Olive Oil Production Expected to Decrease in Italy Due to Ongoing Drought

After a promising start to 2022, with plenty of blossoms on the olive trees, heat and dry weather have led to a significant fruit drop and a lower-than-expected harvest.
River Serio in Seriate, Bergamo, Italy
Jul. 13, 2022
Paolo DeAndreis

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New heat­waves set to hit Italy com­pounded by the country’s worst drought in 70 years are hav­ing a dev­as­tat­ing effect on Italian agri­cul­ture.

Even drought-resilient per­ma­nent crops are affected by the extra­or­di­nary con­di­tions, which are stress­ing olive groves across the coun­try.

After such an excep­tional flow­er­ing, the fruit set has greatly suf­fered because of the high tem­per­a­tures.- Federico Taddei, pres­i­dent, Confederation of Italian Farmers-Tuscany

The abun­dant olive flow­er­ing reported in the spring had raised hopes among many grow­ers, but the sub­se­quent heat­wave in June has sig­nif­i­cantly low­ered expec­ta­tions in most of the coun­try.

What we see now are fewer olives than many expected,” Sabrina Diamanti, pres­i­dent of the Italian National Council of Agronomist and Forest Scientists (CONAF), told Olive Oil Times.

See Also:2022 Harvest Updates

Even if the olive tree is resilient to warmer tem­per­a­tures, repeated heat­waves and drought will stop unnec­es­sary activ­i­ties, such as pro­duc­ing fruits, which is why we are start­ing to wit­ness sig­nif­i­cant drop events,” she added.

However, Diamanti also sug­gested that the cur­rent dry weather may curb the repro­duc­tion of the olive fruit fly.

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In Italy, we have three olive fruit fly gen­er­a­tions each year,” she said. The heat has con­tained the first one. We still have to see what hap­pens with the two next gen­er­a­tions. Should tem­per­a­ture and humid­ity change, the cur­rent sce­nario could change accord­ingly.”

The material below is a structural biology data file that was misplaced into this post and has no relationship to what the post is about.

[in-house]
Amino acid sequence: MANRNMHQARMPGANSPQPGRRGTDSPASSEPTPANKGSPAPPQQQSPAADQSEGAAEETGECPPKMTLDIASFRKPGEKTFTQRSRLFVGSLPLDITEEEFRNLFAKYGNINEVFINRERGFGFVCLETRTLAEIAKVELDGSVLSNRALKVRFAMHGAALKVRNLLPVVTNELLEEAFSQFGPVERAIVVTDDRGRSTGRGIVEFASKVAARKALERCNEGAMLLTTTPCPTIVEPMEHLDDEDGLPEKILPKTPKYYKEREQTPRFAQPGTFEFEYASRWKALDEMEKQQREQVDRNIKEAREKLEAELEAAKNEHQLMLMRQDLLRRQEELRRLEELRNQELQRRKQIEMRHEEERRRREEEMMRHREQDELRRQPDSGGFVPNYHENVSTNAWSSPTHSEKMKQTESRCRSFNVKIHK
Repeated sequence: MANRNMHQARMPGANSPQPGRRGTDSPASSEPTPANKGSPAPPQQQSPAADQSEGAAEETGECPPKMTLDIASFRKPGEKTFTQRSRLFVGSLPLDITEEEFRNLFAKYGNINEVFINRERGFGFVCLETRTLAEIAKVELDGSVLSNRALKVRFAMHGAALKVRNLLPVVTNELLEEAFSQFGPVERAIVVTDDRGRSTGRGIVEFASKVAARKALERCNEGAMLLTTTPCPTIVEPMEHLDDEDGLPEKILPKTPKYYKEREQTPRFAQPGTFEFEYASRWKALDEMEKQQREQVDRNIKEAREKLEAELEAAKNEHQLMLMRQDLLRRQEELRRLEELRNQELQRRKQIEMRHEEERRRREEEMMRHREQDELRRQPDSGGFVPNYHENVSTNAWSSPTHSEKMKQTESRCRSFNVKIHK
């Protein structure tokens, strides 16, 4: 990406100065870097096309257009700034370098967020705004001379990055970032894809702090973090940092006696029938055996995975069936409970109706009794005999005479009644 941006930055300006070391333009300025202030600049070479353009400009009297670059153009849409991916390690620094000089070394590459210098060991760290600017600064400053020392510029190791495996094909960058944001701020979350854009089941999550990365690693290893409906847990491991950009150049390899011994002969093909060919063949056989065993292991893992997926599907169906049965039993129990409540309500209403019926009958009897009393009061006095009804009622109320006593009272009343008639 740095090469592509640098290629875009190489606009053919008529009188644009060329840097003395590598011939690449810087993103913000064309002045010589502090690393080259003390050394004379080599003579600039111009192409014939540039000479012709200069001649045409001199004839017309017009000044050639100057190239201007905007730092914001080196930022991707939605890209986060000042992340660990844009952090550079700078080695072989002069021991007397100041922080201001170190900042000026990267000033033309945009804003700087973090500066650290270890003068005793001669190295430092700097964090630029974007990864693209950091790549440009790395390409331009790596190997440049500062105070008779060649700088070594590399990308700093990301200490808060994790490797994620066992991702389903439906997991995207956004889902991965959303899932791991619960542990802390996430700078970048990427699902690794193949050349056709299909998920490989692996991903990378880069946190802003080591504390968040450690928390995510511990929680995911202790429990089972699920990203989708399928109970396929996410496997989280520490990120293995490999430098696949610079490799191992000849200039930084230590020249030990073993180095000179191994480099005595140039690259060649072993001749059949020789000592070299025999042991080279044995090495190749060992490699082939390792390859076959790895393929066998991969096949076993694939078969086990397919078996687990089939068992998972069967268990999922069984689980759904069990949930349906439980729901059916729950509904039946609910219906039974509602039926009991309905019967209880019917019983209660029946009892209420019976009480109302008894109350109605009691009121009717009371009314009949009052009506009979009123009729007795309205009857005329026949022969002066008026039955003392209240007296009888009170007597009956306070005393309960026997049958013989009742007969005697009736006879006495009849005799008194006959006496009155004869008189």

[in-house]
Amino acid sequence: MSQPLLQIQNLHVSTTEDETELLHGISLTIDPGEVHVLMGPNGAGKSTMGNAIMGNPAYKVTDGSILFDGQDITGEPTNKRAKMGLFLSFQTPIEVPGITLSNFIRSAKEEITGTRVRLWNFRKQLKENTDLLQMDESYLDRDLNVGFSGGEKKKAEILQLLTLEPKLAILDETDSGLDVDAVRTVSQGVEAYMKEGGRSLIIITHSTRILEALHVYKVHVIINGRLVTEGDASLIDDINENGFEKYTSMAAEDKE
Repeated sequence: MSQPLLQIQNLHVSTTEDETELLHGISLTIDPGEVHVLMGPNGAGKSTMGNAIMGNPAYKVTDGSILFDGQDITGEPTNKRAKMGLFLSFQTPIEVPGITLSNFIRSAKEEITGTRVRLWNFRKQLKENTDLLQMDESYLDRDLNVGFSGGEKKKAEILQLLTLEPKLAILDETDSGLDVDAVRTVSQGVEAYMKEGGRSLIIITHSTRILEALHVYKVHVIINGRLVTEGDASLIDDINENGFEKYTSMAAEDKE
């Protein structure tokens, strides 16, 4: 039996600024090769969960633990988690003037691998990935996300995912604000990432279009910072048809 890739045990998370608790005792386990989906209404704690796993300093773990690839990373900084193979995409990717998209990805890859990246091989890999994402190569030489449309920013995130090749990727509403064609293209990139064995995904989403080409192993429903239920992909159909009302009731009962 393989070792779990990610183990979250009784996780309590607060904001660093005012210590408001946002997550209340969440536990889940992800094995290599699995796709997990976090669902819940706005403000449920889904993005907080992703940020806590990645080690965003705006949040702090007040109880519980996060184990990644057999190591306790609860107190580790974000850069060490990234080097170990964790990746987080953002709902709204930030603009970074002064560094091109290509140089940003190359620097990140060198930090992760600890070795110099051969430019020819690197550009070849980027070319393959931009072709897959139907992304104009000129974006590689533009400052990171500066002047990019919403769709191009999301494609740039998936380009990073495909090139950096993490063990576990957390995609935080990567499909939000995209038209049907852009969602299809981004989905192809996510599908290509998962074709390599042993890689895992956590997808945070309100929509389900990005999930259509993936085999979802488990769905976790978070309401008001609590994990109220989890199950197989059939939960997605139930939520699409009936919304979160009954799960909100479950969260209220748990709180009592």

Growers now must aim at main­tain­ing the olives they have and try to bring them to the har­vest sea­son,” Diamanti added. If, when and where pos­si­ble, they will deploy emer­gency irri­ga­tion.”

The reduced num­ber of olives on the trees does not rep­re­sent an issue for grow­ers, as the remain­ing fruits will accu­mu­late a higher per­cent­age of olive oil. Still, water scarcity might fur­ther exac­er­bate fruit drops, as the dru­pes add pulp over time and require more water to grow.

As the inten­sity of the drought has wors­ened, sev­eral Italian regions have for­mally declared a state of emer­gency due to defi­cient water lev­els in reser­voirs, lakes and rivers. As a result, water avail­abil­ity for irri­ga­tion has been sharply dimin­ished in cen­tral and north­ern Italy.

The gov­ern­ment acknowl­edged the emer­gency in Lombardy, Piedmont, Veneto, Emilia-Romagna and Friuli Venezia Giulia. Tuscany, Umbria and Lazio are expected to fol­low suit.

The gov­ern­ment has deployed €36.5 mil­lion to com­pen­sate local farm­ers and ensure water dis­tri­b­u­tion to the pop­u­la­tion.

According to the Confederation of Italian Farmers (CIA), the pro­longed drought could sig­nif­i­cantly lower olive oil yields.

Olive trees are fac­ing another chal­leng­ing sea­son,” said Federico Taddei, pres­i­dent of CIA Tuscany. After such an excep­tional flow­er­ing, the fruit set has greatly suf­fered because of the high tem­per­a­tures. Should the cur­rent severe drought extend into the next few weeks, we will prob­a­bly wit­ness such water stress for olive trees that their fruits will fall to the ground.”

Aipol, the Lake Garda olive grow­ers coop­er­a­tive, told Brescia Oggi the com­bi­na­tion of high tem­per­a­tures and drought is test­ing the resilience of local groves.

Because of water scarcity, we see the dru­pes wither, show signs of necro­sis and then fall on the ground,” Aipol said. On top of that, we are see­ing a new wave of the mar­morated stink bug in the Garda area.”